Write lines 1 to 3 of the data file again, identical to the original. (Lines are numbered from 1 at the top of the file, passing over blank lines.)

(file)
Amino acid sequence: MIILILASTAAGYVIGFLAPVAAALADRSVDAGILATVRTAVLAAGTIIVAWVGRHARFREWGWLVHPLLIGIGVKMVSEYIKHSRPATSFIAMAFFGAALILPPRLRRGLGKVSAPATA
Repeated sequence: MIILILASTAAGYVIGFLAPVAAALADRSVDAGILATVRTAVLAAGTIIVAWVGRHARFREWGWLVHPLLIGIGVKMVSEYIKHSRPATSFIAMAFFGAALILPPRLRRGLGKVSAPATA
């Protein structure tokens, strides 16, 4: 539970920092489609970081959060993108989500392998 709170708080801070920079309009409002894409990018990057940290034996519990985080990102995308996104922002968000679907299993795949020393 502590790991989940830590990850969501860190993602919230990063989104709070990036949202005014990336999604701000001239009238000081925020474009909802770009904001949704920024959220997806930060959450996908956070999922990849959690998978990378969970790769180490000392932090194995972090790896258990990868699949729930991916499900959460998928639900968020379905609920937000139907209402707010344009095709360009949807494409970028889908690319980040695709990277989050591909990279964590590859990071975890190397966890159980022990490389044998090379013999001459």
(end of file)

Amino acid sequence: MIILILASTAAGYVIGFLAPVAAALADRSVDAGILATVRTAVLAAGTIIVAWVGRHARFREWGWLVHPLLIGIGVKMVSEYIKHSRPATSFIAMAFFGAALILPPRLRRGLGKVSAPATA
Repeated sequence: MIILILASTAAGYVIGFLAPVAAALADRSVDAGILATVRTAVLAAGTIIVAWVGRHARFREWGWLVHPLLIGIGVKMVSEYIKHSRPATSFIAMAFFGAALILPPRLRRGLGKVSAPATA
């Protein structure tokens, strides 16, 4: 539970920092489609970081959060993108989500392998 709170708080801070920079309009409002894409990018990057940290034996519990985080990102995308996104922002968000679907299993795949020393 502590790991989940830590990850969501860190993602919230990063989104709070990036949202005014990336999604701000001239009238000081925020474009909802770009904001949704920024959220997806930060959450996908956070999922990849959690998978990378969970790769180490000392932090194995972090790896258990990868699949729930991916499900959460998928639900968020379905609920937000139907209402707010344009095709360009949807494409970028889908690319980040695709990277989050591909990279964590590859990071975890190397966890159980022990490389044998090379013999001459």